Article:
If any of these pātai spark something with you, nau mai haere mai, we invite you to join us for a wānanga based on the power of connection and community! Moving into Matariki our growing collective of wāhine Māori and Pasifika leading in ECE, will share what this season means for them. A series of kōrero will share mātauranga relating to our unique and shared aspirations and perspectives of Matariki in our mahi and hapori (communities).
In collaboration with ELP, this event is brought to you by
Emma Parangi, Maria Sydney, Emalata Lutui and Jay Ferris.
Saturday 24 June 2023, 9am-1pm
Cost: Only $20.00 per person!
Held at Friendship House, Manukau, Auckland
A lifetime of walking between worlds as a mixed-race person in Aotearoa has made me the kaiako and leader I am today. I have fought as many indigenous people have, to reconnect with my ancestral ways of being and knowing in a society of systems which were not made for me. My mahi as a Kaiako with tamariki, Kaiako and community centres whakawhanaungatanga and the values inherent within the building of relationships such as kotahitanga, aroha, manaakitanga, and tino rangatiratanga.
My goal is to challenge and support Kaiako to understand their own identities deeply, so that they may create that same space for tamariki, whānau and hapori. The education system of Aotearoa is a partnership between tangata whenua and tangata tiriti. I will continue to work until that partnership is reflected in all educational spaces for tamariki and whanau Māori.
I am passionate about creating spaces for kaiako and leaders in ECE and beyond that centre mātauranga Māori, indigenous knowledge systems and indigenous voices. As kaiako we have an integral role in ensuring the naturalisation and centring of Te Ao Māori in the education system, as part of recognising tāngata whenua and honoring Te Tiriti. For Māori culture and for Māori people to continue to survive and thrive as Māori, reconnection to indigenous knowledge systems is essential. Understanding the role we have as 21st century leaders and practitioners in this process is crucial. Through unpacking our own biases and privileges, we will empower Māori to reclaim their power and give voice to Māori narratives in spaces where they have been previously marginalised.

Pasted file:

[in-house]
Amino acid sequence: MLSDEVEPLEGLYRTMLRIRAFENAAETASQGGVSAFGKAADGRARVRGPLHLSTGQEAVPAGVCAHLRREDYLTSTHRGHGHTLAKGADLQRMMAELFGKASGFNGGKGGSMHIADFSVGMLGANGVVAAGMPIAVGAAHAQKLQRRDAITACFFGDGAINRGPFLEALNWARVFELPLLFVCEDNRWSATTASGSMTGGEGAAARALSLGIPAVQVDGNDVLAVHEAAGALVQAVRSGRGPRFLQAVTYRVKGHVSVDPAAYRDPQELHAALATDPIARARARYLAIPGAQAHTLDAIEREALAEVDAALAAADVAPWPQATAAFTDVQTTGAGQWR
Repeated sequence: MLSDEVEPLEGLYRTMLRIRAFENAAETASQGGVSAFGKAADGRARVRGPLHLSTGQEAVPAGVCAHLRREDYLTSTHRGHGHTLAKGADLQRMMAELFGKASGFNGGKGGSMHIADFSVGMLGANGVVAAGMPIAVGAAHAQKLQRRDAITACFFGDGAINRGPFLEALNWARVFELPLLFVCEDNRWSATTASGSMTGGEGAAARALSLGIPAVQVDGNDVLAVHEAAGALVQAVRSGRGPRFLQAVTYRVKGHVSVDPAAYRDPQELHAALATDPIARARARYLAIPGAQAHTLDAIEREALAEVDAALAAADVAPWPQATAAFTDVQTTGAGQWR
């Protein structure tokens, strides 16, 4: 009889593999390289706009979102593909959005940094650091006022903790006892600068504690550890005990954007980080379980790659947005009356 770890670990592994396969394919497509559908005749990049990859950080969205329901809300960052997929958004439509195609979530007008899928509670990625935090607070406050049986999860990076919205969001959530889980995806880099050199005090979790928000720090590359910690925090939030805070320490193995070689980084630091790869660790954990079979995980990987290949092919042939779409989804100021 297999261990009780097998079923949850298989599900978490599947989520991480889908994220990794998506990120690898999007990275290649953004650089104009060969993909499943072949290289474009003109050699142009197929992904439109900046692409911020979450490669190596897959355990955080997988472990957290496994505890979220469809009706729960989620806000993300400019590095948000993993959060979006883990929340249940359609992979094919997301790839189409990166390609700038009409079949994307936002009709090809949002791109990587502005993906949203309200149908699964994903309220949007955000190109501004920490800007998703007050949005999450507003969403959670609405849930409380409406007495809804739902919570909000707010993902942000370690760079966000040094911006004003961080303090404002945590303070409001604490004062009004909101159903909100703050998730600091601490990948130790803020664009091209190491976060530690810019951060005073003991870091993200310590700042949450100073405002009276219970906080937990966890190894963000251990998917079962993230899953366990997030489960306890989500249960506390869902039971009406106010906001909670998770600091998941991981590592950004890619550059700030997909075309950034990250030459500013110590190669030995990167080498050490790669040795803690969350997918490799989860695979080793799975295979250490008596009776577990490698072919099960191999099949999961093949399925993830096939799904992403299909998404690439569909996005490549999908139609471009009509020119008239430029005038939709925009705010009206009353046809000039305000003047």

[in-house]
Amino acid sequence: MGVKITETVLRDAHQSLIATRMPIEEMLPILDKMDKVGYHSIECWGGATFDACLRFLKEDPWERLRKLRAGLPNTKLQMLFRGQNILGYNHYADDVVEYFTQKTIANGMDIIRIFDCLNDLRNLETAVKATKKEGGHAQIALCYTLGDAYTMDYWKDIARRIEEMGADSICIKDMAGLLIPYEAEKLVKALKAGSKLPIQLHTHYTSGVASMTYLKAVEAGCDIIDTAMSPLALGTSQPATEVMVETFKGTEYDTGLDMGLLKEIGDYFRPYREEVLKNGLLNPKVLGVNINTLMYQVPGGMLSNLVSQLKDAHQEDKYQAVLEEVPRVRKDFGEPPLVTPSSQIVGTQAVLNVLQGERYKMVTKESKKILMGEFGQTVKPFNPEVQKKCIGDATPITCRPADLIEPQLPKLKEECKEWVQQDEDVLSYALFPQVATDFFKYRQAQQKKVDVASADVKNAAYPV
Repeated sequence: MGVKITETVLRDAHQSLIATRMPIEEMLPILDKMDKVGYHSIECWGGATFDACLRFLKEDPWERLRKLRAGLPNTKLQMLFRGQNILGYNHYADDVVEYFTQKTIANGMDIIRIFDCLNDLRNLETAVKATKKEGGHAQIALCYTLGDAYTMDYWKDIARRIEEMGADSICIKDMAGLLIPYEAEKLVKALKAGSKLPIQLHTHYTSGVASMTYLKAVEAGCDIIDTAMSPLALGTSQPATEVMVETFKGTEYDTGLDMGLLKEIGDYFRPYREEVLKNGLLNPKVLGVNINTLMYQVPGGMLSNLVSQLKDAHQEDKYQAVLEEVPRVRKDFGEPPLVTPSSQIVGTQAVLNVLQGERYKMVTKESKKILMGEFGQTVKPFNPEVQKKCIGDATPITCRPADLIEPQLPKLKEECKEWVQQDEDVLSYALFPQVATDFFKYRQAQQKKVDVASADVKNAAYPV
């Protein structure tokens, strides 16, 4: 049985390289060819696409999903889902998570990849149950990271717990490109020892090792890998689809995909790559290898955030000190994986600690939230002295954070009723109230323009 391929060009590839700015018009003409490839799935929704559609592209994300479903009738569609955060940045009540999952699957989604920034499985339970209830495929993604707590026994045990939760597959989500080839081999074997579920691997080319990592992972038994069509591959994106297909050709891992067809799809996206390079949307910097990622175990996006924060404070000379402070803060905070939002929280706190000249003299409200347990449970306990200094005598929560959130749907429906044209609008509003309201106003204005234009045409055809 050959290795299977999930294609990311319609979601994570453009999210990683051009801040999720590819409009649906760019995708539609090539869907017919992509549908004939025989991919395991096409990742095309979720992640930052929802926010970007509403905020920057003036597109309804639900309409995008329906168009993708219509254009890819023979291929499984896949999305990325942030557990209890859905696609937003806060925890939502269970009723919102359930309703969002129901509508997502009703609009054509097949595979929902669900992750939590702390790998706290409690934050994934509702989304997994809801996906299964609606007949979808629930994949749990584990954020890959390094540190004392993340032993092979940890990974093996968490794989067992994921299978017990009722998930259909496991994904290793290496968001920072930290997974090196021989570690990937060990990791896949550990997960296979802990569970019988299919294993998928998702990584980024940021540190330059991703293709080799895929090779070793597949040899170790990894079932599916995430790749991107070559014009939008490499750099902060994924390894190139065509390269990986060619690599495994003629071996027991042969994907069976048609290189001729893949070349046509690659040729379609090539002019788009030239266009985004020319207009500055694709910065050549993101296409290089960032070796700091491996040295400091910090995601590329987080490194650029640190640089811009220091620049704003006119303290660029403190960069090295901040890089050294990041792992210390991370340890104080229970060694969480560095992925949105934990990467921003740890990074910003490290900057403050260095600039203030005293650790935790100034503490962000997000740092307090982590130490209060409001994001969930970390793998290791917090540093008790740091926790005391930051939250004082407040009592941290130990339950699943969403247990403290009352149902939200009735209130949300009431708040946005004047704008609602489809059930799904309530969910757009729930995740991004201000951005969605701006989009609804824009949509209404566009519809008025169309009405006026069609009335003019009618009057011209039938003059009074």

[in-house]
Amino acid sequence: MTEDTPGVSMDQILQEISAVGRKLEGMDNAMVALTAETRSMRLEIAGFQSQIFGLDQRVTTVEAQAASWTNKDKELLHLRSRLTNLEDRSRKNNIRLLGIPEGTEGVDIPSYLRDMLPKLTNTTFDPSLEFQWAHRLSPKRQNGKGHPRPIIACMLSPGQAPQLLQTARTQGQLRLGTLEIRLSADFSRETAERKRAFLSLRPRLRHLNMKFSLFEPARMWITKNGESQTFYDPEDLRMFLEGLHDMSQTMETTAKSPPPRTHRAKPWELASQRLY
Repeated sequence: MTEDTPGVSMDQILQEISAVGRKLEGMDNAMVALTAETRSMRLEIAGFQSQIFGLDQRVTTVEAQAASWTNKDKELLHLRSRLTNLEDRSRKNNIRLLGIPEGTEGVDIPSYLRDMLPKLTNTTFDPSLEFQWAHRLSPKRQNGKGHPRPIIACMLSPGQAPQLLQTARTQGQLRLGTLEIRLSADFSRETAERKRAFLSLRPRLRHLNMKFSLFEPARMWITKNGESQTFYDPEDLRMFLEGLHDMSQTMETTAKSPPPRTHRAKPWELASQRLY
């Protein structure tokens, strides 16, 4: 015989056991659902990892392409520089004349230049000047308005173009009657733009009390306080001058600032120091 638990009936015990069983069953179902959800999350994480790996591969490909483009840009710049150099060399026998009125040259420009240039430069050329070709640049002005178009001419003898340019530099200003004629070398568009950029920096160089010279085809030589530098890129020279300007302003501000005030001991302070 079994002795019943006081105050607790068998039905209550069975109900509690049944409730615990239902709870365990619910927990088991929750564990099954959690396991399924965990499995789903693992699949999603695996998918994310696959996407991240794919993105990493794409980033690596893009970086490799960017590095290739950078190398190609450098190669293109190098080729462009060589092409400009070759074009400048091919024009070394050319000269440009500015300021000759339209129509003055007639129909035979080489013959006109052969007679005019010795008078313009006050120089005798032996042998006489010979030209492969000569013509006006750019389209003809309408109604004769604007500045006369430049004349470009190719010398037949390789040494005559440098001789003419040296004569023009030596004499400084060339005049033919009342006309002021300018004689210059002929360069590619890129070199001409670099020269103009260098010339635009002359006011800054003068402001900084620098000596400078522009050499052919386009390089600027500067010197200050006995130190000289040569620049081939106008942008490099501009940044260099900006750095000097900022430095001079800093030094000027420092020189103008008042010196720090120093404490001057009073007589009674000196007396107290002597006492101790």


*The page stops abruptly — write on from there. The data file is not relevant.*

Mālo ē lelei, my name is Emalata also known as Ema, I come from the beautiful village of Kolofo’ou & Te’ekiu also Haapai Ou’a in Tonga. I have 2 beautiful girls, Peyton is 9 and Faith is 12. What I enjoy outside of mahi is working out, going to church and spending time with my not so little girls. I have climbed up the ladder in the ECE industry to where I am now. I am looking forward to this ELP, I know we will all learn a little something from each other.
Tēnā koutou katoa,
Ko Ngāti Porou me Kai Tahu ōku iwi
I tipu ake au i Tāmaki Makaurau.
Ko Jay Ferris tōku ingoa,
He Māmā, he kaiako, he tauira ahau.
My evolving journey of what it means to reconnect to the Māoritanga continues to guide and I find expression of that in early childhood, ontology and purpose. Currently I am unpacking my relationship to the world inside of the incredible mahi led by the team at Te Kura Huna. You may already know Mahi a Atua and their methods for indigenising spaces. This aligns with a passion of inclusion, identity and language for me. I’m looking forward to this next phase with you all.